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Cleveland Fed launches new effort to measure eviction filings in 63 US jurisdictions

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Evictions are a serious risk for households facing job loss and economic upheaval during the COVID-19 pandemic. To understand how the crisis is affecting evictions, weekly eviction data are now being updated and charted regularly on the Cleveland Fed’s website.

The expanded data captures weekly eviction filing counts for 63 jurisdictions across the US, representing approximately 13 percent of renter households in the country. The new data allows users to examine individual jurisdictions’ year-over-year change in eviction filings, and the change in filing activity by eviction policy type. These data will help policymakers understand how evictions are affected by changing local, state, and national policy, including the recent eviction moratorium issued by the CDC.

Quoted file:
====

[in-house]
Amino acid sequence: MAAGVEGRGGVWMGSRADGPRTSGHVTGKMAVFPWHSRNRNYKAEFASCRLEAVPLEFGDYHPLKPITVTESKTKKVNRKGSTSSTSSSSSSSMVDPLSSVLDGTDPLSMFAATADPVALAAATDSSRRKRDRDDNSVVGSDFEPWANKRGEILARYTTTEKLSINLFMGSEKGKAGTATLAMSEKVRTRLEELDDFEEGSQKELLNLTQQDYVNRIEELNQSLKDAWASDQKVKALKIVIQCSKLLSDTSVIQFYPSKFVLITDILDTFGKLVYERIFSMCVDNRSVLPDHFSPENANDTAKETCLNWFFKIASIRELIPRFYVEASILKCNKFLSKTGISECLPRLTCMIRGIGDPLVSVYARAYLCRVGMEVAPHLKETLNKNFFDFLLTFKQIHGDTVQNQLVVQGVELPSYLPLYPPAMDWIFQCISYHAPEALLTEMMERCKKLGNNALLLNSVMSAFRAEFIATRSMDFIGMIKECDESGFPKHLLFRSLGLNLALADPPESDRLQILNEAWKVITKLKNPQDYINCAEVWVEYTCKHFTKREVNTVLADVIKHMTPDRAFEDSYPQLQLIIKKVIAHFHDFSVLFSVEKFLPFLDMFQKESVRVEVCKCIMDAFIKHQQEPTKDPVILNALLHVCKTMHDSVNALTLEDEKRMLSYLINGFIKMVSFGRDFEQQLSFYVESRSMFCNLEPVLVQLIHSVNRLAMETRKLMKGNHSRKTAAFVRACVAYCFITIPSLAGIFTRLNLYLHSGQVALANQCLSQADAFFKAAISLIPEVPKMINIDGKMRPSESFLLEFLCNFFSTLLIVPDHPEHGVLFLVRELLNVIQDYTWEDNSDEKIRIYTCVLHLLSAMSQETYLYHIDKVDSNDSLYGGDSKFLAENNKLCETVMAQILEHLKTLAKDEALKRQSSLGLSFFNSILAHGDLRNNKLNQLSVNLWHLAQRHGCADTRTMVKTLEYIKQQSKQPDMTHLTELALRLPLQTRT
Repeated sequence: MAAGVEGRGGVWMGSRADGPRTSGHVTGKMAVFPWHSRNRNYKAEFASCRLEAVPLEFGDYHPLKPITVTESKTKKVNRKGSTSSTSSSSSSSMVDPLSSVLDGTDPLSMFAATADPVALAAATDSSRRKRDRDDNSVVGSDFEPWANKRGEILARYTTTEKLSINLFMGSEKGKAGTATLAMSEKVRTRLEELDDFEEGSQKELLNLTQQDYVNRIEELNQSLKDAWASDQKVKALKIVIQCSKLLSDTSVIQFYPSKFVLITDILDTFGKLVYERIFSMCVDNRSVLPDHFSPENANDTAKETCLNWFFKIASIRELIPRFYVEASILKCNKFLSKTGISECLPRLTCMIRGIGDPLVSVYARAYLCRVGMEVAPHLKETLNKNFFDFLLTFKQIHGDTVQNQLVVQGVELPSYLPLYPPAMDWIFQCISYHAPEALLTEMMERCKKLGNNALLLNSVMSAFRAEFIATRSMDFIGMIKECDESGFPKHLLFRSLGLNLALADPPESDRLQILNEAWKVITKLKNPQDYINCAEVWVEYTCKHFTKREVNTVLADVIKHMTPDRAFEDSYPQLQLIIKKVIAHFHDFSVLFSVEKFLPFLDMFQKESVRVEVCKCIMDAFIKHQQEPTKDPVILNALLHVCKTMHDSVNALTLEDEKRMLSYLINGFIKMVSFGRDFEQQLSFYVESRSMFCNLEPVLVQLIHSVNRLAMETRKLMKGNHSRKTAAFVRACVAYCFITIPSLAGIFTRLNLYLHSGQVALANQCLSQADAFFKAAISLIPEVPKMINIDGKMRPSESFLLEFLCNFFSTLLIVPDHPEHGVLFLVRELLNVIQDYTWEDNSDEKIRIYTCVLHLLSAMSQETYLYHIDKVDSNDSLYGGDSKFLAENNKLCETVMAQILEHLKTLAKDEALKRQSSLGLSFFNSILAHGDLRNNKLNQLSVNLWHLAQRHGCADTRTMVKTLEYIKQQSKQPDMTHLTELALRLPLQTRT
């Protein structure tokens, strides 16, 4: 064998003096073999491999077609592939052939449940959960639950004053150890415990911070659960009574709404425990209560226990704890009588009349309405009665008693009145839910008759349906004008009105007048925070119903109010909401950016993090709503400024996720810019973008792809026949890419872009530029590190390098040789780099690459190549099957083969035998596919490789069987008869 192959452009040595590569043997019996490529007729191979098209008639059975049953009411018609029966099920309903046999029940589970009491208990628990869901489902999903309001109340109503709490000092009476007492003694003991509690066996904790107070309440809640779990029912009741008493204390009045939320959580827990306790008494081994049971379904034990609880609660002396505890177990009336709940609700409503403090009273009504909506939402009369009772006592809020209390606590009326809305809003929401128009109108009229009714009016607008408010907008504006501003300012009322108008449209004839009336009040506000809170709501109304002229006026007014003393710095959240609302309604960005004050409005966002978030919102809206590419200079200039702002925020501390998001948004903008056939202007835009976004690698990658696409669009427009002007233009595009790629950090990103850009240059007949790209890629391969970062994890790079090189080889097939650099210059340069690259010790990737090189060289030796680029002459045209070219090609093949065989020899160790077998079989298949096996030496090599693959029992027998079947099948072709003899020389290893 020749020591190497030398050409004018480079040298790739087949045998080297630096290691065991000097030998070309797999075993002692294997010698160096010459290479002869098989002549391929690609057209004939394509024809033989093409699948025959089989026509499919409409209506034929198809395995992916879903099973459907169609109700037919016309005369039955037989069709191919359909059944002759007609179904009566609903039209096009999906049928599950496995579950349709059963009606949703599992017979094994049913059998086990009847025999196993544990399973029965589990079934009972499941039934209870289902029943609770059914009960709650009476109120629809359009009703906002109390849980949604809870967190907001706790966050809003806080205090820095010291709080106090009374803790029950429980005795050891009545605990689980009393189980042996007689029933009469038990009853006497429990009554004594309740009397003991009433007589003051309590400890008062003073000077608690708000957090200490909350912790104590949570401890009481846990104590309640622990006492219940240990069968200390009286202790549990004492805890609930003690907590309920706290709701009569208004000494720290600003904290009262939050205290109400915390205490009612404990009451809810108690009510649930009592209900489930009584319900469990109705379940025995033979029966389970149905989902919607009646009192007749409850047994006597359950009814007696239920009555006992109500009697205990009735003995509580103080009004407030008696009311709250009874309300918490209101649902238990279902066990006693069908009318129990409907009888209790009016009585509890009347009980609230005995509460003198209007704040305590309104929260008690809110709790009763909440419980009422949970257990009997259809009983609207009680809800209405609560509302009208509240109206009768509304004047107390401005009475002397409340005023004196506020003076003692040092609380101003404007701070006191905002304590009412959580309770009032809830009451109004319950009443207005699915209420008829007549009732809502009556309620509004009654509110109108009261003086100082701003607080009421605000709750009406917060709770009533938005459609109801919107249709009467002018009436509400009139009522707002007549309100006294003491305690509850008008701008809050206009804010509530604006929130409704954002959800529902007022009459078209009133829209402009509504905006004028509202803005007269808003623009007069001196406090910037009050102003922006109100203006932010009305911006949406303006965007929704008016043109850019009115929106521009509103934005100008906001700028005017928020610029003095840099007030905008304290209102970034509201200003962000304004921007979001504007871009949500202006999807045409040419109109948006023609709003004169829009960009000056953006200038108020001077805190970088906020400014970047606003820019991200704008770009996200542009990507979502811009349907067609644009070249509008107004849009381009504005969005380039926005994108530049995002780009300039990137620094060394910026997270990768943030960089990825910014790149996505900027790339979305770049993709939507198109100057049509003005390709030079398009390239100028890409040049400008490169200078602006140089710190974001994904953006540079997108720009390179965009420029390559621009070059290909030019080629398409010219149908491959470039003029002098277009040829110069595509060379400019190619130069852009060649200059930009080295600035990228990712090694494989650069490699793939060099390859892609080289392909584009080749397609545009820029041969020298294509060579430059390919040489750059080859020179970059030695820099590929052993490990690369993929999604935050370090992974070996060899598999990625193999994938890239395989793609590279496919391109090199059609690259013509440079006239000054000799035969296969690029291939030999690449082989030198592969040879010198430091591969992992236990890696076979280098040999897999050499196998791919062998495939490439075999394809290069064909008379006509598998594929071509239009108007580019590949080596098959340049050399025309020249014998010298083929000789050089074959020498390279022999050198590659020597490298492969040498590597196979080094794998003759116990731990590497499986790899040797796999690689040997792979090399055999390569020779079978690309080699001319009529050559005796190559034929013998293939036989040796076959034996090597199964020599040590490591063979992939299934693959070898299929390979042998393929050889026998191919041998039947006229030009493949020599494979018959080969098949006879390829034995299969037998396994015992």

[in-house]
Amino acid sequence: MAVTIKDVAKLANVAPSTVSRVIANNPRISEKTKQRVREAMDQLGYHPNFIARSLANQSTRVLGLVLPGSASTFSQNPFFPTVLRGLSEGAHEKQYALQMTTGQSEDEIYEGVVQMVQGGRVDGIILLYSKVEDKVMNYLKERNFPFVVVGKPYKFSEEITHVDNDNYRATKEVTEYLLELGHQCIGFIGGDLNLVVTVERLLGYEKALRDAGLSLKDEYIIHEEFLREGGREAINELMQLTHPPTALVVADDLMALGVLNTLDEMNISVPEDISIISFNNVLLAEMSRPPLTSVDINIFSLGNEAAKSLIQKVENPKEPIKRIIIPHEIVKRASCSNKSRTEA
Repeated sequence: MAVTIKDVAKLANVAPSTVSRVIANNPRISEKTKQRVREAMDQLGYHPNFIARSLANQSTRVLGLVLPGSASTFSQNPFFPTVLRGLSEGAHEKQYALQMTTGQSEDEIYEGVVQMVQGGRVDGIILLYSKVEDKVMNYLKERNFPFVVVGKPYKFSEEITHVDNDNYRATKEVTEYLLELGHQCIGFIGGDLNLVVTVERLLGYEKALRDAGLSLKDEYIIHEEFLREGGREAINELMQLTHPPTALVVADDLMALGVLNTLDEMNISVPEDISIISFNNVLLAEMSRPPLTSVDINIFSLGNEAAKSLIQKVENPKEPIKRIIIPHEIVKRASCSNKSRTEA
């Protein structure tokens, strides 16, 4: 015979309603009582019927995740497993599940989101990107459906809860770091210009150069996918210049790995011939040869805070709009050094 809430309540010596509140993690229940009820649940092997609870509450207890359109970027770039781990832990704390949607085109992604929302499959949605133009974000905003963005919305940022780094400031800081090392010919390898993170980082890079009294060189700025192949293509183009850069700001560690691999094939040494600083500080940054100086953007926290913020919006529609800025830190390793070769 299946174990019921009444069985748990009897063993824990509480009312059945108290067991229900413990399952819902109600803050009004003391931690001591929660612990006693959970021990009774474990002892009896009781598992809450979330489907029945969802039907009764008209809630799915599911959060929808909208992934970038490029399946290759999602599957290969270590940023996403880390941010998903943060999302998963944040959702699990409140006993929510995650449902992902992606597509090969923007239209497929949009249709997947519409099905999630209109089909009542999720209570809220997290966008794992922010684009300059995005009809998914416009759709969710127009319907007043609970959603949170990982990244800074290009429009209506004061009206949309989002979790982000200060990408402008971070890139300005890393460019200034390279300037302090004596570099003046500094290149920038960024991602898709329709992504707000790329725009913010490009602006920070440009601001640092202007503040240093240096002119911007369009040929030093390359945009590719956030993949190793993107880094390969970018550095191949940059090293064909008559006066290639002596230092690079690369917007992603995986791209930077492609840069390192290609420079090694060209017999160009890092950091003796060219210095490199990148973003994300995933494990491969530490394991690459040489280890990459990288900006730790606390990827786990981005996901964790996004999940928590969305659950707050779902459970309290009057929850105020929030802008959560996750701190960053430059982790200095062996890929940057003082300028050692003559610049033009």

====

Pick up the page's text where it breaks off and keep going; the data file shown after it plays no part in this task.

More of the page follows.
“Between August 15 and August 21, average eviction filings fell to 64.7 percent below their levels one year ago in the cities and counties that currently have no blanket eviction bans in place,” says the author. “Average eviction filings in places with hearing bans only fell to 49.4 percent below their levels one year ago, while filings in places with at least a filing ban fell to 89.6 percent below their levels one year prior.”

To learn more about the methods used to develop the expanded data, and to read an in-depth analysis of policy effects on eviction filings, see Measuring Evictions during the COVID-19 Crisis.

View the current data here.

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